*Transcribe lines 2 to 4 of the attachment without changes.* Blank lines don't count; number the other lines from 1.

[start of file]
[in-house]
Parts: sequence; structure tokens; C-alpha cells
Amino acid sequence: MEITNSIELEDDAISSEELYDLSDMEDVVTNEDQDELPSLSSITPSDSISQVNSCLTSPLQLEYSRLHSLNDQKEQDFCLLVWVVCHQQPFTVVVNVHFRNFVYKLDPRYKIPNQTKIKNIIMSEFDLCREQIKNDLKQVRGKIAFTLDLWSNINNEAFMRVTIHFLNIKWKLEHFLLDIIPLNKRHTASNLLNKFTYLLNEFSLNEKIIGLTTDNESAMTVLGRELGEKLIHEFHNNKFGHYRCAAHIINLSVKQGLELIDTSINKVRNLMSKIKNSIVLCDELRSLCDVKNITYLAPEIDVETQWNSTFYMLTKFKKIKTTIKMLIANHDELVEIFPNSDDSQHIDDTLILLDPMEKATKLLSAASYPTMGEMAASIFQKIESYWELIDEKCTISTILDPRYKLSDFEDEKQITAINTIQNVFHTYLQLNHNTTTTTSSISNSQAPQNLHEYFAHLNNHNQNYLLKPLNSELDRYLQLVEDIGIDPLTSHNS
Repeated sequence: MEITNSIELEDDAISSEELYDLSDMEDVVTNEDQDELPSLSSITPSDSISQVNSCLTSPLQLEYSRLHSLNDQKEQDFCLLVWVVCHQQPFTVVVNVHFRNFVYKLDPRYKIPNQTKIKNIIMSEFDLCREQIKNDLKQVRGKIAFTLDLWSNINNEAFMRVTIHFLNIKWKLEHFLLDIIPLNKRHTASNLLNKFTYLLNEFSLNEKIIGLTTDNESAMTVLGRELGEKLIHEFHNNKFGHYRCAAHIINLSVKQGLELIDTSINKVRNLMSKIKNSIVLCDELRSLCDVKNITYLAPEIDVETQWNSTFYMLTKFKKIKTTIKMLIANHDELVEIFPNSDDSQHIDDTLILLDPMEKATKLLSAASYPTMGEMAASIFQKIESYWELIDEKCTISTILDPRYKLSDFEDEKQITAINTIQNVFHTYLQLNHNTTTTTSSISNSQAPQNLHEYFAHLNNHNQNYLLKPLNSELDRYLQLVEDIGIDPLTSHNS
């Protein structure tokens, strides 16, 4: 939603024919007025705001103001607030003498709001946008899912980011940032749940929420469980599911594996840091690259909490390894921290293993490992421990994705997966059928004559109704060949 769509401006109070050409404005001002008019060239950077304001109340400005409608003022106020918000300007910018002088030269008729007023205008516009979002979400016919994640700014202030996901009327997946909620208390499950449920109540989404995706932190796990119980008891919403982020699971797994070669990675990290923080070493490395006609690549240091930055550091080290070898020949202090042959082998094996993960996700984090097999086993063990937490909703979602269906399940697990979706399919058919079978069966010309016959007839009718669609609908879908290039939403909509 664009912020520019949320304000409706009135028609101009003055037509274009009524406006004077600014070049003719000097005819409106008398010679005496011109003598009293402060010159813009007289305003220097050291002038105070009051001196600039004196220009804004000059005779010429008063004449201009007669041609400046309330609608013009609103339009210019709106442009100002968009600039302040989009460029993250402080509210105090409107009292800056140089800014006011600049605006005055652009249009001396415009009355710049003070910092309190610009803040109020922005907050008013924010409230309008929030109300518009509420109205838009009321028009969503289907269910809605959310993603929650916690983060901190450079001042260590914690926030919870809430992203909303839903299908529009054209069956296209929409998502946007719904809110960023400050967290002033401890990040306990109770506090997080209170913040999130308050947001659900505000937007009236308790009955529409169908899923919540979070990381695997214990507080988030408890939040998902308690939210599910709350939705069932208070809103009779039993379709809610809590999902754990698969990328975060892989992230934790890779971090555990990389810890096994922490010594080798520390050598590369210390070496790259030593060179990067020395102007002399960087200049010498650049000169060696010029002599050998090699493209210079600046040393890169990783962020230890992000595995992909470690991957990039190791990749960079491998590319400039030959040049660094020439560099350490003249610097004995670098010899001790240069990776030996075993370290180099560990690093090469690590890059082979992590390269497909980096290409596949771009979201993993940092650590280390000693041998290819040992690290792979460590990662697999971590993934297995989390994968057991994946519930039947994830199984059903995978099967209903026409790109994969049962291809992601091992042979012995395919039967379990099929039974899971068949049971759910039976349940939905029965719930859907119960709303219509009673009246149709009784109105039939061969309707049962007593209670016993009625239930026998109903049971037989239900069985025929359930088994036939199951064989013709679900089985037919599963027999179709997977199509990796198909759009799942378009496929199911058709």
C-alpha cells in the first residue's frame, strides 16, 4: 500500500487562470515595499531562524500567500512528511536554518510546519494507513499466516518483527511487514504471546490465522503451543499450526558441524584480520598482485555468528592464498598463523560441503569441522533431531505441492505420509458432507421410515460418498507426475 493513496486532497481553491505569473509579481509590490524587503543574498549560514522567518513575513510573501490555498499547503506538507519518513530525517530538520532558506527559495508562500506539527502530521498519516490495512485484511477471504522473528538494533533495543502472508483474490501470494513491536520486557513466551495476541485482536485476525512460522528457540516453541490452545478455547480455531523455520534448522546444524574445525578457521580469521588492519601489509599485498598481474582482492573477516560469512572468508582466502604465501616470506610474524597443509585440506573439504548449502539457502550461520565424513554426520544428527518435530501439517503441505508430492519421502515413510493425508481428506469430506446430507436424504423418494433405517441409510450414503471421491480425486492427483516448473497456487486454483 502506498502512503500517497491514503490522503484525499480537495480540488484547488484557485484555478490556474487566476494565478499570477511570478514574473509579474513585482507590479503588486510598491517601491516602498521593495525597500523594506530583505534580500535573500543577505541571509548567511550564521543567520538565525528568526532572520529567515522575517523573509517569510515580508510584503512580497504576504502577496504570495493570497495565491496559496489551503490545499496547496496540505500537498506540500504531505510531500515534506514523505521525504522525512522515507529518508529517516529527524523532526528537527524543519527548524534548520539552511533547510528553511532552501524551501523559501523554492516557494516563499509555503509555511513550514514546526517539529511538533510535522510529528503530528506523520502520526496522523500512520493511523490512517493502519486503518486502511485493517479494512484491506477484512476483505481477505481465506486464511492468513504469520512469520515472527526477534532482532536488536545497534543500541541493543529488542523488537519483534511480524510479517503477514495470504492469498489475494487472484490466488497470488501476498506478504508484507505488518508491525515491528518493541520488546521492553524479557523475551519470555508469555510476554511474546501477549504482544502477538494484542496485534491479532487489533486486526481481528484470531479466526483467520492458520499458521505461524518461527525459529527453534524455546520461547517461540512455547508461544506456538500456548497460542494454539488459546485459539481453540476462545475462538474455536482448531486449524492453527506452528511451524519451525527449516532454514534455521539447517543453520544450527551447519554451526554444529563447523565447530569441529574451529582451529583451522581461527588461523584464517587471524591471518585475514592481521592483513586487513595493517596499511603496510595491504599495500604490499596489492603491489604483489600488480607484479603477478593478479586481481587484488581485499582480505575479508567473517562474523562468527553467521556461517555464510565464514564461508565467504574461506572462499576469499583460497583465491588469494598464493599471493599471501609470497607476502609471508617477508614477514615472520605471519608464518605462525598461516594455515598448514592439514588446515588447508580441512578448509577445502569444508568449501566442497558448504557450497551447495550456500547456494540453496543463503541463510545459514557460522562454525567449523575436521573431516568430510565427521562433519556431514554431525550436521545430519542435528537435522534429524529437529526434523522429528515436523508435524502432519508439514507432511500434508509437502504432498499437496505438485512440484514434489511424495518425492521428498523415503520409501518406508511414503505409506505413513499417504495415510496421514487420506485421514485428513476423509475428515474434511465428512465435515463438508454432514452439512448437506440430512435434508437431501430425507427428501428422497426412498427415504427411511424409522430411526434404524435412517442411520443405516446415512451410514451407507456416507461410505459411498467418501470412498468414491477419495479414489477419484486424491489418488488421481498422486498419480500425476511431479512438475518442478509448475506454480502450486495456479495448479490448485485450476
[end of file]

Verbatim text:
Parts: sequence; structure tokens; C-alpha cells
Amino acid sequence: MEITNSIELEDDAISSEELYDLSDMEDVVTNEDQDELPSLSSITPSDSISQVNSCLTSPLQLEYSRLHSLNDQKEQDFCLLVWVVCHQQPFTVVVNVHFRNFVYKLDPRYKIPNQTKIKNIIMSEFDLCREQIKNDLKQVRGKIAFTLDLWSNINNEAFMRVTIHFLNIKWKLEHFLLDIIPLNKRHTASNLLNKFTYLLNEFSLNEKIIGLTTDNESAMTVLGRELGEKLIHEFHNNKFGHYRCAAHIINLSVKQGLELIDTSINKVRNLMSKIKNSIVLCDELRSLCDVKNITYLAPEIDVETQWNSTFYMLTKFKKIKTTIKMLIANHDELVEIFPNSDDSQHIDDTLILLDPMEKATKLLSAASYPTMGEMAASIFQKIESYWELIDEKCTISTILDPRYKLSDFEDEKQITAINTIQNVFHTYLQLNHNTTTTTSSISNSQAPQNLHEYFAHLNNHNQNYLLKPLNSELDRYLQLVEDIGIDPLTSHNS
Repeated sequence: MEITNSIELEDDAISSEELYDLSDMEDVVTNEDQDELPSLSSITPSDSISQVNSCLTSPLQLEYSRLHSLNDQKEQDFCLLVWVVCHQQPFTVVVNVHFRNFVYKLDPRYKIPNQTKIKNIIMSEFDLCREQIKNDLKQVRGKIAFTLDLWSNINNEAFMRVTIHFLNIKWKLEHFLLDIIPLNKRHTASNLLNKFTYLLNEFSLNEKIIGLTTDNESAMTVLGRELGEKLIHEFHNNKFGHYRCAAHIINLSVKQGLELIDTSINKVRNLMSKIKNSIVLCDELRSLCDVKNITYLAPEIDVETQWNSTFYMLTKFKKIKTTIKMLIANHDELVEIFPNSDDSQHIDDTLILLDPMEKATKLLSAASYPTMGEMAASIFQKIESYWELIDEKCTISTILDPRYKLSDFEDEKQITAINTIQNVFHTYLQLNHNTTTTTSSISNSQAPQNLHEYFAHLNNHNQNYLLKPLNSELDRYLQLVEDIGIDPLTSHNS